Your Collection: Stickers

May 9, 2010 1:56am

This week's collection comes from Ross Maeda of Enzo Racing KYB:

I recently found a huge, old JT Racing boot box which contained my original MX sticker collection that I started in the seventies. It had tons of stuff that wasn't really rare or significant (like original FMF stickers that are the same as now!). But I found some really special ones that I've separated into four groups:

1. American rider give-a-way stickers
2. American MX event stickers
3. Japanese MX stickers
4. European MX stickers

  • Click through this gallery to see Ross' sticker collection.
The first group, American rider give-a-way stickers, I had a lot more as I remember, but these were the only remaining ones. The Danny LaPorte Suzuki factory sticker is from about 1979, and is maybe the oldest one. But the Gary Semics Team Honda may be older. I remember when Honda made these rider stickers, I was at the American Honda race shop in Gardena talking with Brian Lunnis. When the PR department guy came by to drop them off, Lunnis said: "You guys should just make stickers for the mechanics....we last longer than the riders!!"

The American mx event stickers are some that I somehow acquired at races I'd attended working for KAYABA KYB starting in 1976! Probably the rarest (and cheesiest) is the "UNAFUCKINDILLA" MXDN sticker from 1987. I imagine that it was printed up by some wild, drunken Bob Hannah fan. I had a bunch more event stickers but these were the ones that I was most amused by.

The Japanese MX stickers are pretty rare, especially in the U.S. "SHIN-ETSU" was/is a Japanese chemical company that still exists, and they sponsored the Japanese Kawasaki factory race team sometime in the '80s. The KYB stickers were from the '80s that I'd picked up when I would visit the Kayaba factory. Masanori Ohzeki was a factory Suzuki rider in Japan, I remember going to a test with him around 1980, at Suzuki's factory test track next to the factory. Check out the corny KYB sticker, this was the first logo I remember seeing at the Japanese KYB factory! Probably the rarest sticker I own is the factory HRC RC works bike sticker from the early '80s! It is a small photo of the works bike, I have no idea how I got this, probably at a Japanese mx national.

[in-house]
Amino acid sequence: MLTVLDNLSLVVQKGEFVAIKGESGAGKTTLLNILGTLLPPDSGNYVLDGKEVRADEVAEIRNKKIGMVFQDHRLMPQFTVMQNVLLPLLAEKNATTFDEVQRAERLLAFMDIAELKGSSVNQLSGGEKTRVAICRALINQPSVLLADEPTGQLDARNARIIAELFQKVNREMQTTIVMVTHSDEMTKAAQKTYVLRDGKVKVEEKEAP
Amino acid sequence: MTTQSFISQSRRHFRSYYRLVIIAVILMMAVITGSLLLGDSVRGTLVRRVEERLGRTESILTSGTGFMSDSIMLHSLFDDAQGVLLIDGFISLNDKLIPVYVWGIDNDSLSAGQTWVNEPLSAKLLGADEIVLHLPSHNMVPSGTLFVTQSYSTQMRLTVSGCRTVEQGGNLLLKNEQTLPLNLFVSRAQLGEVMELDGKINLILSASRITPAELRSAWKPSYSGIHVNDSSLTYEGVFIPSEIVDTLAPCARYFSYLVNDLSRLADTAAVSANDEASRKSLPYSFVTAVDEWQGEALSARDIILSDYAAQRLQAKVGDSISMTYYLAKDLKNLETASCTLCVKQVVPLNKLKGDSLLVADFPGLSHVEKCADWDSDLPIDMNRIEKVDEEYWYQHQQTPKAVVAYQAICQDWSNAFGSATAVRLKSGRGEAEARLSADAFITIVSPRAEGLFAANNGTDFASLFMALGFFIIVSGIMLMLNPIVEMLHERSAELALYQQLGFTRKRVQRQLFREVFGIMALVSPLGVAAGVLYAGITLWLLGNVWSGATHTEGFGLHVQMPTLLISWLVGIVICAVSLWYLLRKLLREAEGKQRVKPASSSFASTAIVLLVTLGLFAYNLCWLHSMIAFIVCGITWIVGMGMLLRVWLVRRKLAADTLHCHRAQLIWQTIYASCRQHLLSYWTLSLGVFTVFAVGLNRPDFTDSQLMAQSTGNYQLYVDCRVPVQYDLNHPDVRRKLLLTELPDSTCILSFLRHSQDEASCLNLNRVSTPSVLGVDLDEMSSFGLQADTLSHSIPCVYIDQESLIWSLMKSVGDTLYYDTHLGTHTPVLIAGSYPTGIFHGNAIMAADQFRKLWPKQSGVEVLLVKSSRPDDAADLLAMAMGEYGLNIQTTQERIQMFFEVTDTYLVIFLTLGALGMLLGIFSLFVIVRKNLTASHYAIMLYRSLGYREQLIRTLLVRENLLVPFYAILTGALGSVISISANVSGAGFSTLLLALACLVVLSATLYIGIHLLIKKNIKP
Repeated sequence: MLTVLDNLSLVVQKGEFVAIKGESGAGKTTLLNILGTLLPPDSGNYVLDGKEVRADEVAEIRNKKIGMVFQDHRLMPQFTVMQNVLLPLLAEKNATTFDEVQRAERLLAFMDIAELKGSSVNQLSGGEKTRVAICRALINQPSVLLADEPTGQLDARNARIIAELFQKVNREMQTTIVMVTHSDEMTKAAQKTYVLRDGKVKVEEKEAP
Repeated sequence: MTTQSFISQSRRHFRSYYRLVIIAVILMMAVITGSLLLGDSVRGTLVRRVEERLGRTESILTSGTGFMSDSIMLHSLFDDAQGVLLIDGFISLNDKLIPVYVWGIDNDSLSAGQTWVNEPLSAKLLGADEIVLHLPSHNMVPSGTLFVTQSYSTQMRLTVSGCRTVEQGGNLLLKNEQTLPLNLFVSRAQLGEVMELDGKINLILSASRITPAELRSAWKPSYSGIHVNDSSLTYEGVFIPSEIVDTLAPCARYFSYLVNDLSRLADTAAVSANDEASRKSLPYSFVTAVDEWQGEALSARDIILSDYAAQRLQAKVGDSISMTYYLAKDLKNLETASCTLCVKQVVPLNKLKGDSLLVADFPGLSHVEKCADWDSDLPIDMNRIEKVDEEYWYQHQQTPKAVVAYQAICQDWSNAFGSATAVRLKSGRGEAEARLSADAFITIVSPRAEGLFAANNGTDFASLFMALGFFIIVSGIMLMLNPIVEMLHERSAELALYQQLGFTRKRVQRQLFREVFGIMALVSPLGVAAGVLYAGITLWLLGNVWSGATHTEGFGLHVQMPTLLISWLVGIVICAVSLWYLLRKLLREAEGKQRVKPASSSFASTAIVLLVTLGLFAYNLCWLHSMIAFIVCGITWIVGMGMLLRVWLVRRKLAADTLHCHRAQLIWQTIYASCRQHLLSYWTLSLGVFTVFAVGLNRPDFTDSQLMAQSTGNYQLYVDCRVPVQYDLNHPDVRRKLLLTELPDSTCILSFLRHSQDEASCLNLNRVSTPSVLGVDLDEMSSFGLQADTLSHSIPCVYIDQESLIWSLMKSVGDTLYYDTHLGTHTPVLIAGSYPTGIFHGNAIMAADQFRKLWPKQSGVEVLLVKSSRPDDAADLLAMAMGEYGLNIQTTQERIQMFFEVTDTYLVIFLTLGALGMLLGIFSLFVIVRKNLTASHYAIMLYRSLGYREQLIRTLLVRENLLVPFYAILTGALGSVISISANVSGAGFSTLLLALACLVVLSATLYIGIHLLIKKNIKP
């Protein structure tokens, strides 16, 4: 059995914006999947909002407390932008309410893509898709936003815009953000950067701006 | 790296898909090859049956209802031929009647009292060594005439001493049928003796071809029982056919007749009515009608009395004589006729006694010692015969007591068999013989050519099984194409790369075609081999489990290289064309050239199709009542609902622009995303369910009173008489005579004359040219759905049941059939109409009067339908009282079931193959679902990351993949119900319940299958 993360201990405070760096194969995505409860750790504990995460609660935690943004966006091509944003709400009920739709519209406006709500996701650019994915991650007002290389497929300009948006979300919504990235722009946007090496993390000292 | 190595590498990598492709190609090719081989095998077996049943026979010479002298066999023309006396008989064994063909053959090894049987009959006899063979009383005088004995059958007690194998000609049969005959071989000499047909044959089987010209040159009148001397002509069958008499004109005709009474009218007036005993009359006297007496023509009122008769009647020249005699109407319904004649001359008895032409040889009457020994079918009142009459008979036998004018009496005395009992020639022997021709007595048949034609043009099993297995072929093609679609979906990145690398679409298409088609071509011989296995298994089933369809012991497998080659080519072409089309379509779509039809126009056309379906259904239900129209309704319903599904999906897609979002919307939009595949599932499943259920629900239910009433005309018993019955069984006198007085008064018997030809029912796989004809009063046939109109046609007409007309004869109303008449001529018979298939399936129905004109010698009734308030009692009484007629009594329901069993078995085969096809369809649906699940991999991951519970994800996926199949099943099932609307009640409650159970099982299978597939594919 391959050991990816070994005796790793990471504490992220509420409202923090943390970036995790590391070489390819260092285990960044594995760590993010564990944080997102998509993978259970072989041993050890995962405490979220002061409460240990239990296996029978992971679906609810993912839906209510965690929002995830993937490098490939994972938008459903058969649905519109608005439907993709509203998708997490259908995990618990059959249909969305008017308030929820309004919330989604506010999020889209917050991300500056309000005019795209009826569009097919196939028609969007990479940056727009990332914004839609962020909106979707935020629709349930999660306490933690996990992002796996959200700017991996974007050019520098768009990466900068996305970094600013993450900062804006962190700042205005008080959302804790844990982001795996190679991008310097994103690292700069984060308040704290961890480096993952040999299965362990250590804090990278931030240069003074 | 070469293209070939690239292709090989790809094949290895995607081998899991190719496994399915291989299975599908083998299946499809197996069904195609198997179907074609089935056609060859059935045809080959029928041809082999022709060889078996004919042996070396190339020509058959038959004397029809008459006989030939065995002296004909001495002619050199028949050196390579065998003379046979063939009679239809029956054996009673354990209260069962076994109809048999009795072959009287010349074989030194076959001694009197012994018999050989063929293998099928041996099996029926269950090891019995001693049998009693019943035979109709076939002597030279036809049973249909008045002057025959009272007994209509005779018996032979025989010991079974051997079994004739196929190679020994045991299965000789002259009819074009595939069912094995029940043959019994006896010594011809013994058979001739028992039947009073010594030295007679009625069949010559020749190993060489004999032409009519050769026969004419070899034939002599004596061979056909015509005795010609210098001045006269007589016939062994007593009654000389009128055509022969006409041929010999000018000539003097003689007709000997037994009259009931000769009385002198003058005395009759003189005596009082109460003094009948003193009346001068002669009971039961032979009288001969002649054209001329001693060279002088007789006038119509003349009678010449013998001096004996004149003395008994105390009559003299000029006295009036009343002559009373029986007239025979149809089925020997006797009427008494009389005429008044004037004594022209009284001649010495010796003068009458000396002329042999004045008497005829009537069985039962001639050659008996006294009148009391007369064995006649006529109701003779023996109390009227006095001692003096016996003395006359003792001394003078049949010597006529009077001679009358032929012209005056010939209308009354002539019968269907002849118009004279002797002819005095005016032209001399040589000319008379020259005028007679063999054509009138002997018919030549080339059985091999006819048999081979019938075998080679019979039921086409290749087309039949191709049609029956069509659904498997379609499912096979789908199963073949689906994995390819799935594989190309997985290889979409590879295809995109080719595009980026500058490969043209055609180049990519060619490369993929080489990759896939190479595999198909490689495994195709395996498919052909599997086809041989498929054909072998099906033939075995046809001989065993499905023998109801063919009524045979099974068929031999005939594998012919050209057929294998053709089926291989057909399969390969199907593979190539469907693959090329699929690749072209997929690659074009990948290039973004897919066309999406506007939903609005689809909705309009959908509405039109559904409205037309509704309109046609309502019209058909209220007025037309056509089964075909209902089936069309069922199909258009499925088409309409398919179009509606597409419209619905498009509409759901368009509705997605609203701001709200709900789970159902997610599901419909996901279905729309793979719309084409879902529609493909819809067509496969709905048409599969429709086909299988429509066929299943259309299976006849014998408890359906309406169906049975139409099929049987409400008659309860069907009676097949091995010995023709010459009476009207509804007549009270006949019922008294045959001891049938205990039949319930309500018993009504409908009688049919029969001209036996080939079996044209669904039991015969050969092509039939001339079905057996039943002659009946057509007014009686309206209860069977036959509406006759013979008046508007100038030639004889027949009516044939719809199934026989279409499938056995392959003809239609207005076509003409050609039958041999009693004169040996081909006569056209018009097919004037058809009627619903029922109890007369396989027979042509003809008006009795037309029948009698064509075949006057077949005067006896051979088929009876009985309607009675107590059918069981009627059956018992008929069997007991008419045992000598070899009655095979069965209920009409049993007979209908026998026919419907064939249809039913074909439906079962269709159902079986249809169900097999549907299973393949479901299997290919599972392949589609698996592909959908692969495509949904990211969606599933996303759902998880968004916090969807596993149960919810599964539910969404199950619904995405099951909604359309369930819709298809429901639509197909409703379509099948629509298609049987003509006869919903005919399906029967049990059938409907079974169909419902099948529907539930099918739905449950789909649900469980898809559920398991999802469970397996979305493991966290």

The European MX stickers were probably my favorites, because I came from an era where the "Europeans" (not Euros) were the beset! I remember reading about them in magazines and studying photos of them where ever I could find them. So anything European and MX was super valuable to me.

These stickers are mostly from the '80s when Americans had already started to rise to the top, but I hadn't lost my desire for all things European MX. I collected European suspension company stickers because of my interest and job at KYB. The Aragosta sticker is pretty rare, it was a mx shock company started by a guy who worked for KONI (I think). When KONI had stopped supporting MXGPs, this fellow started his own company, and named it ARAGOSTA, which I think means lobster in Italian?!? I got this sticker from Sylvain Geboers in the early '80s. Sylvain was one of my early heros, a Belgian sand specialist who challenged the great Joel Robert for the 250 world titles in the '70s. By the time that I had actually met him, he was a factory Suzuki mechanic for Harry Everts on the RA125. They were in the U.S. for the Mid Ohio 125 World MXGP. I was sent to the race by KYB to support US Suzuki rider Mark Barnett. Everts was using an Aragosta rear shock and he was singing the praises of its performance advantages over the factory KYB unit. It was rather cobby, and had an "unfinished" appearance, which just made it all the more exotic looking to me! Geboers left one of their spare shocks with the U.S. Suzuki crew, and I eventually managed to get my hands on it to test about a year later. I remember riding it, and it felt really loose! As time went on, it got worse and worse, until I decided that there had to be something wrong with it. I dyno tested it, and then disassembled it, and found that the internals had broken and everything was a mess. The design was very close to what KONI was using at the time, but it had a pretty unusual adjustment system. I remember studying it for a long time, but I was never able to get it back together...

Well, there you have it, I'm sure if you are older and were heavily into mx in the '80s, you will recognize some of them and like myself, they will take you back in time!


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